A recent story from the Associated Press describes a report that Washington and Moscow have plans to establish a hotline to prevent a hostile cyber war between the two countries. The multidimensional nature of the cyber security threat affects everything from public service infrastructures, such as water and electricity supply, to the integrity of the systems that govern nuclear assets.
The nuclear hotline, housed in the Nuclear Risk Reduction Center that was established under President Ronald Reagan in 1988, would be expanded to include direct communication on cyber security. The question is why it has received the same priority as nuclear politics? I think the reasoning suggests clandestine groups like Anonymous are threatening in what they do, but they are also only the tip of the iceberg in terms of the potential scale and damaging effects cyber attacks can have.
The weapons in this new conflict are basic: increases in computing power and the implementation of 4G+ networks that work faster and carry larger amounts of data. But while these components are simple in the now highly-wired world, overseeing their use requires government agencies that can first keep up with the pace of technological change, and then recognize, anticipate and act against the possible threats.
But not all cyber threats should be seen as overtly malicious to a national state. Rather, there is also a criminal (even activist) component in cyber security. Hactivist group Anonymous, for example, has an objective of only retrieving (or stealing) information from networks, not compromising their integrity. Attacks aimed instead at the destruction of such networks are categorically different. While the protection of sensitive information is vital, and while Anonymous’ actions in exposing confidential information are not correct, it is the destabilizing potential of these attacks that I think is the motivation for the establishment of this hotline in the first place.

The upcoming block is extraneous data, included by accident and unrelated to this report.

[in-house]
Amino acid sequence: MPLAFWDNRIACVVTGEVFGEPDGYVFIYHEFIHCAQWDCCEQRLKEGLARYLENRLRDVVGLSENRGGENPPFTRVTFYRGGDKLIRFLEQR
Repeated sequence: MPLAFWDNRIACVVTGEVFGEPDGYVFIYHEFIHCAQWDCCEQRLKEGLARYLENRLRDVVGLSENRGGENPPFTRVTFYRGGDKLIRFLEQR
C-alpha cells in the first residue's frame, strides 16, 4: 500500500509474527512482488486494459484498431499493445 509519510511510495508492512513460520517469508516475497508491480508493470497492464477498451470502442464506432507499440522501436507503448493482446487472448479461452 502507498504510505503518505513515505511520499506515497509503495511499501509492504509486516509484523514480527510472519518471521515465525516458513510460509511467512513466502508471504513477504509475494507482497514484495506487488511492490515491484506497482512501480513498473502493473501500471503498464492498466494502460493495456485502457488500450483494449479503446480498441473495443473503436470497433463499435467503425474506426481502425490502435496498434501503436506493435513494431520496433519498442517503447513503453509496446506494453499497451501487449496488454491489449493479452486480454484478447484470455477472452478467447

A more malicious cyber attack could potentially lead to the destruction of the function of vital systems and external control of others, systems that are critical to national security. The complexity is also augmented in the vastness of cyberspace: The digital world is less respective of national borders than traditional conceptions of security. For example, the data on your Facebook profile could be divided between the company’s database in Santa Clara, California, and its new data centre in Sweden.
The point to take away here is that the development of more robust and advanced infrastructure can be beneficial, but also raises the risks of its misuse correspondingly. States do not have a monopoly on new cyber infrastructure or the information that flows through it. Putting cyber security on par with nuclear security is perhaps a two-fold strategy that on one hand recognizes the future possibilities of the cyber threat, while revealing that states really have no strategy on how to deal with it.
The alliance between Moscow and Washington at least shows that they have understood the importance of it; now we have to figure out what to do about it.